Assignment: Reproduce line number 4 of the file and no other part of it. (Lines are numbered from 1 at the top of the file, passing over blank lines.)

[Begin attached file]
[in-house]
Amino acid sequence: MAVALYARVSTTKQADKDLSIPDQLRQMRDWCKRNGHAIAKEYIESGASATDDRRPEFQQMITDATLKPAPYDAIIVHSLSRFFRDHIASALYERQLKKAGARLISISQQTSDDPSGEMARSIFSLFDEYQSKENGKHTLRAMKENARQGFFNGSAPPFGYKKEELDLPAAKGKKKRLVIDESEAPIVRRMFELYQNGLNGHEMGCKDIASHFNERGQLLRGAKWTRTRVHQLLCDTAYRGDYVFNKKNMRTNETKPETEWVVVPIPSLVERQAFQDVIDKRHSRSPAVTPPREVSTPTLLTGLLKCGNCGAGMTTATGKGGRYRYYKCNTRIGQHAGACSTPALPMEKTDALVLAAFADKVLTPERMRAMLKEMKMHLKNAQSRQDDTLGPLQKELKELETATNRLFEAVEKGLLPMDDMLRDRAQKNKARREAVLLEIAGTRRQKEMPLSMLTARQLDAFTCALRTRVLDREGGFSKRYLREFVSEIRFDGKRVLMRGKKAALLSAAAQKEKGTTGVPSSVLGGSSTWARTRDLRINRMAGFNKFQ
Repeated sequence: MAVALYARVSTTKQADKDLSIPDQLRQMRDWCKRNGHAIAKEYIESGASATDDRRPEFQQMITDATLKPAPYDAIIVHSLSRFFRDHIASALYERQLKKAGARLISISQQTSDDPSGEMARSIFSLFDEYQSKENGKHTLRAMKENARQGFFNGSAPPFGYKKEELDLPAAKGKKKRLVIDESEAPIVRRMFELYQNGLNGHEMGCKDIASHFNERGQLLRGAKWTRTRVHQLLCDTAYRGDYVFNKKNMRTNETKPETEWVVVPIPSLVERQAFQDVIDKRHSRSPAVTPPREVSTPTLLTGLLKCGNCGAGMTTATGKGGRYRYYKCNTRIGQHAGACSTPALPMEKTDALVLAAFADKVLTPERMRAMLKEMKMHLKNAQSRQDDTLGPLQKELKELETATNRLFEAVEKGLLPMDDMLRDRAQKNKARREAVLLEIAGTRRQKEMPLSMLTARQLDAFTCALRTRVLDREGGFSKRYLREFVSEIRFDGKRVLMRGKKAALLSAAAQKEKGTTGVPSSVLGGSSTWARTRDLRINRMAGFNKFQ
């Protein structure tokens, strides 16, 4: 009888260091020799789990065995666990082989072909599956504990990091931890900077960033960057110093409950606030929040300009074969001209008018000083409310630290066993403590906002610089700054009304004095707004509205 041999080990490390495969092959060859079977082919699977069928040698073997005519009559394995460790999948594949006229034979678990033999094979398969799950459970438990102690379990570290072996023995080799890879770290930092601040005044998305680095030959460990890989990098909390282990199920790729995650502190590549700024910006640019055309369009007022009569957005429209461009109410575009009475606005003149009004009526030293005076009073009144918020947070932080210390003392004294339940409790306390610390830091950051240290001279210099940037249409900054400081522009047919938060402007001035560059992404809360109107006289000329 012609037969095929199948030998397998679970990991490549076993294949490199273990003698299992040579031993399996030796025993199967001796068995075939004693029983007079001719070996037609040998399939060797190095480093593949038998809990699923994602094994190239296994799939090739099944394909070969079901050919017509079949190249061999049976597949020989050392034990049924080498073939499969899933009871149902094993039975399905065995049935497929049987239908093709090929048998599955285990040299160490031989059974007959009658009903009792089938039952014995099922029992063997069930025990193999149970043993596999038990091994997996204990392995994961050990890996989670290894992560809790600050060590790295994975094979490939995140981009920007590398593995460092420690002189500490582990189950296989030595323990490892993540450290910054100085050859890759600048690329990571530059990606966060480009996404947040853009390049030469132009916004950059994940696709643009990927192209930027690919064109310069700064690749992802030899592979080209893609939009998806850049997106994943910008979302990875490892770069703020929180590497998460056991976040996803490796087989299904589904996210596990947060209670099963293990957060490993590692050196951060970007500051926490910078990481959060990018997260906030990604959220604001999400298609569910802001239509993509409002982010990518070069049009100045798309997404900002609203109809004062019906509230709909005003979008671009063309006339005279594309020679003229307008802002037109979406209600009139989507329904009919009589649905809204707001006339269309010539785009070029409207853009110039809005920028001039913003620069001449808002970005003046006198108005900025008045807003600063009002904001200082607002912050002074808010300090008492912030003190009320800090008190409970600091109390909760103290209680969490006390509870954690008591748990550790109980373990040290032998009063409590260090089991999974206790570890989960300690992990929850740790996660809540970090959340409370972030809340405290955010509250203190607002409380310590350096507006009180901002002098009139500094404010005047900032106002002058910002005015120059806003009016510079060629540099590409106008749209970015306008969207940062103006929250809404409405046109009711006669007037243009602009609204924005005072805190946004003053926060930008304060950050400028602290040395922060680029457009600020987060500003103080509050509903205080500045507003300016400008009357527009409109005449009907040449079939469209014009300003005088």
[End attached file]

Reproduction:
């Protein structure tokens, strides 16, 4: 009888260091020799789990065995666990082989072909599956504990990091931890900077960033960057110093409950606030929040300009074969001209008018000083409310630290066993403590906002610089700054009304004095707004509205 041999080990490390495969092959060859079977082919699977069928040698073997005519009559394995460790999948594949006229034979678990033999094979398969799950459970438990102690379990570290072996023995080799890879770290930092601040005044998305680095030959460990890989990098909390282990199920790729995650502190590549700024910006640019055309369009007022009569957005429209461009109410575009009475606005003149009004009526030293005076009073009144918020947070932080210390003392004294339940409790306390610390830091950051240290001279210099940037249409900054400081522009047919938060402007001035560059992404809360109107006289000329 012609037969095929199948030998397998679970990991490549076993294949490199273990003698299992040579031993399996030796025993199967001796068995075939004693029983007079001719070996037609040998399939060797190095480093593949038998809990699923994602094994190239296994799939090739099944394909070969079901050919017509079949190249061999049976597949020989050392034990049924080498073939499969899933009871149902094993039975399905065995049935497929049987239908093709090929048998599955285990040299160490031989059974007959009658009903009792089938039952014995099922029992063997069930025990193999149970043993596999038990091994997996204990392995994961050990890996989670290894992560809790600050060590790295994975094979490939995140981009920007590398593995460092420690002189500490582990189950296989030595323990490892993540450290910054100085050859890759600048690329990571530059990606966060480009996404947040853009390049030469132009916004950059994940696709643009990927192209930027690919064109310069700064690749992802030899592979080209893609939009998806850049997106994943910008979302990875490892770069703020929180590497998460056991976040996803490796087989299904589904996210596990947060209670099963293990957060490993590692050196951060970007500051926490910078990481959060990018997260906030990604959220604001999400298609569910802001239509993509409002982010990518070069049009100045798309997404900002609203109809004062019906509230709909005003979008671009063309006339005279594309020679003229307008802002037109979406209600009139989507329904009919009589649905809204707001006339269309010539785009070029409207853009110039809005920028001039913003620069001449808002970005003046006198108005900025008045807003600063009002904001200082607002912050002074808010300090008492912030003190009320800090008190409970600091109390909760103290209680969490006390509870954690008591748990550790109980373990040290032998009063409590260090089991999974206790570890989960300690992990929850740790996660809540970090959340409370972030809340405290955010509250203190607002409380310590350096507006009180901002002098009139500094404010005047900032106002002058910002005015120059806003009016510079060629540099590409106008749209970015306008969207940062103006929250809404409405046109009711006669007037243009602009609204924005005072805190946004003053926060930008304060950050400028602290040395922060680029457009600020987060500003103080509050509903205080500045507003300016400008009357527009409109005449009907040449079939469209014009300003005088």